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Partial derivatives

Yankel

Active member
Jan 27, 2012
398
Hello all,

I am trying to calculate the second order of the partial derivative by x of the function:

f(x,y)=(x^2)*tan(xy)

In the attach images you can see my work.

Both the answer in the book where it came from and maple say that the answer is almost correct, but not entirely. In the last fracture in the answer, they say it should be cos(xy)^2, while in my answer is seems to be cos(xy)^3.

I can't figure out what I am doing wrong...

I am attaching also the answer from the book.

Thank you !
 

Attachments

MarkFL

Administrator
Staff member
Feb 24, 2012
13,775
We are given:

\(\displaystyle f(x,y)=x^2\tan(xy)\)

Hence:

\(\displaystyle f_{x}(x,y)=x^2\left(\sec^2(xy)(y) \right)+2x\tan(xy)=x^2y\sec^2(xy)+2x\tan(xy)\)

and so:

\(\displaystyle f_{xx}(x,y)=\left(x^2y \right)\left(2\sec(xy)\left(\sec(xy)\tan(xy) \right)(y) \right)+(2xy)\sec^2(xy)+(2x)\left(\sec^2(xy)(y) \right)+2\tan(xy)=\)

\(\displaystyle 2x^2y^2\sec^2(xy)\tan(xy)+4xy\sec^2(xy)+2\tan(xy)\)
 

Yankel

Active member
Jan 27, 2012
398
thank you, can you please show me where was the mistake in my solution ?

because I just did it again for the second order derivative by y...I always get 3rd power when it's 2nd, I can't find out what I am doing wrong
 

Fantini

"Read Euler, read Euler." - Laplace
MHB Math Helper
Feb 29, 2012
342
I am a bit confused by the images. I have the feeling the ones with $f_x$ and $f_{xx}$ are your work, whereas the one with $\partial^2 w / \partial x^2$ is from the book. I'm having a hard time figuring out then where you could have gone wrong, so I'll spell out the passages and we can work together to find out where you went astray. :)

For the first partial derivative we have

$$
\begin{align}
f_x & = \frac{\partial}{\partial x} x^2 \tan (xy) \\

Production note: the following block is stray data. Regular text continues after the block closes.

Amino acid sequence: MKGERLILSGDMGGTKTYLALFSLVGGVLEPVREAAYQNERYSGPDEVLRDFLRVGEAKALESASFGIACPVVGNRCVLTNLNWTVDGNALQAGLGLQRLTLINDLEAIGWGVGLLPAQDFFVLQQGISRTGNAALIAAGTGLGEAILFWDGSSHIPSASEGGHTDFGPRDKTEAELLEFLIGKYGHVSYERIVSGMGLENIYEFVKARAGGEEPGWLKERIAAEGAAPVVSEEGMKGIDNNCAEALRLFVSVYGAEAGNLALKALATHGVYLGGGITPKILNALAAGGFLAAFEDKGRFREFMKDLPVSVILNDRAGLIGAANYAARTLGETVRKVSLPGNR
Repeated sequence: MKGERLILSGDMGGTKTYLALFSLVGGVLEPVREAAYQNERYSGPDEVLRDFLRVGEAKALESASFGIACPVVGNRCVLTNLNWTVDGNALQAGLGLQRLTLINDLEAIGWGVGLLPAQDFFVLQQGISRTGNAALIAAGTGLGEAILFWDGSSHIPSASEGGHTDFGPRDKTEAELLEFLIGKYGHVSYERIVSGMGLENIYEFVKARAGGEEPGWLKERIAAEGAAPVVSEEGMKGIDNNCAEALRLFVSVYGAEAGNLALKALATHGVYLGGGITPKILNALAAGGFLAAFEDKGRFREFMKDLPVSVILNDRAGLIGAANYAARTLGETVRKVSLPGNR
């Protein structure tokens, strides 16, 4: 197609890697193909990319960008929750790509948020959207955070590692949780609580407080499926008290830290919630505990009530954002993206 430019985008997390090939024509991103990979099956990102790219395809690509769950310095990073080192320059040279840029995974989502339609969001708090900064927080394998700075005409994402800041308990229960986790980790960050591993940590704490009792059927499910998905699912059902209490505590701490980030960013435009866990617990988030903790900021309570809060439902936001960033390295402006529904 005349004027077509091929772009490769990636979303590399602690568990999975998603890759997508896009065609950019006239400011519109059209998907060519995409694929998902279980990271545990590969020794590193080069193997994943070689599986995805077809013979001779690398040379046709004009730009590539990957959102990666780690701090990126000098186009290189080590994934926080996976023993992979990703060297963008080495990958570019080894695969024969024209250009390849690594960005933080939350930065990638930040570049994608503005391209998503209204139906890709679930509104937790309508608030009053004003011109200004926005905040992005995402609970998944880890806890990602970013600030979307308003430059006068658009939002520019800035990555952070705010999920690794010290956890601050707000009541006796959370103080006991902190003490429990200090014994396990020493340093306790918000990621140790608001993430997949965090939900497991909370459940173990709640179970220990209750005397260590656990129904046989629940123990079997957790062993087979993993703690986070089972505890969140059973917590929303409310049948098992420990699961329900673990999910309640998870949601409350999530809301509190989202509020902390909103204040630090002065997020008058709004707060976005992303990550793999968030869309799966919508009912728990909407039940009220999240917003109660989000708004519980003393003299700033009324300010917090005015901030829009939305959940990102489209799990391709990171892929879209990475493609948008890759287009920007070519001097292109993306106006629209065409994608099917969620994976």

& = 2x \tan (xy) + x^2 \sec^2 (xy) \cdot y.
\end{align}
$$

For the second partial derivative we have

$$
\begin{align}
f_{xx} & = 2 \tan (xy) + 2x \sec^2 (xy) \cdot y + 2xy \sec^2 (xy) + x^2 y \cdot (2 \sec (xy)) \cdot \tan (xy) \cdot \sec (xy) \cdot y \\
& = 2 \tan (xy) + 4xy \sec^2 (xy) + 2 (xy)^2 \sec^2 (xy) \tan (xy).
\end{align}
$$

I am under the impression the greatest difficulty is in the second partial derivative. Let's investigate in closer detail. There are two functions to be differentiated: namely $2x \tan(xy)$ and $x^2 y \sec^2 (xy)$.

The first one requires the product rule for the functions $2x$ and $\tan (xy)$, yielding $2$ and $y \sec^2 (xy)$, therefore

$$\frac{\partial}{\partial x} 2x \tan (xy) = 2 \tan (xy) + 2 xy \sec^2 (xy),$$

which are the first two terms.

The second is the hardest, because we have to apply chain rule many times: for $\sec^2 (xy)$, then for $\sec (xy)$ and then for $xy$. Differentiating $x^2 y$ gives $2xy$, but differentiating $\sec^2 (xy)$ gives

$$\frac{\partial}{\partial x} \sec^2 (xy) = 2 \sec (xy) \cdot (\tan (xy) \cdot \sec(xy)) \cdot y,$$

therefore

$$\frac{\partial}{\partial x} x^2 y \sec^2 (xy) = 2xy \sec^2 (xy) + x^2 y (2 y \sec^2 (xy) \tan(xy)) = 2xy \sec^2 (xy) + 2 (xy)^2 \sec^2 (xy) \tan (xy).$$

Best wishes. :)
 

Yankel

Active member
Jan 27, 2012
398
Many thanks, I found my mistake....stupid one as expected.

you mentioned the chain rule, well, I multiplied by 2, I knew that cos becomes sin (the inner function), but I forgot to multiply by cos as well...

that's what I call a big Oop's :eek:
 

MarkFL

Administrator
Staff member
Feb 24, 2012
13,775
thank you, can you please show me where was the mistake in my solution ?

because I just did it again for the second order derivative by y...I always get 3rd power when it's 2nd, I can't find out what I am doing wrong
I see where you are going wrong, it is in your application of the quotient rule, and within that, your application of the chain rule. It is this term you are differentiating incorrectly:

\(\displaystyle h(x,y)=\frac{x^2y}{\cos^2(xy)}\)

Now, applying the quotient rule to this, we find:

\(\displaystyle h_x(x,y)=\frac{\cos^2(xy)(2xy)-x^2y\left(2\cos(xy)\sin(xy)(y) \right)}{\cos^4(xy)}=\frac{2xy\cos(xy)-2x^2y^2\sin(xy)}{\cos^3(xy)}\)

You see, when you differentiated the term \(\displaystyle \cos^2(xy)\), you wrote \(\displaystyle 2y\sin(xy)\), when you need \(\displaystyle 2y\cos(xy)\sin(xy)\). Note also that the quotient rule has a difference in the numerator, not a sum.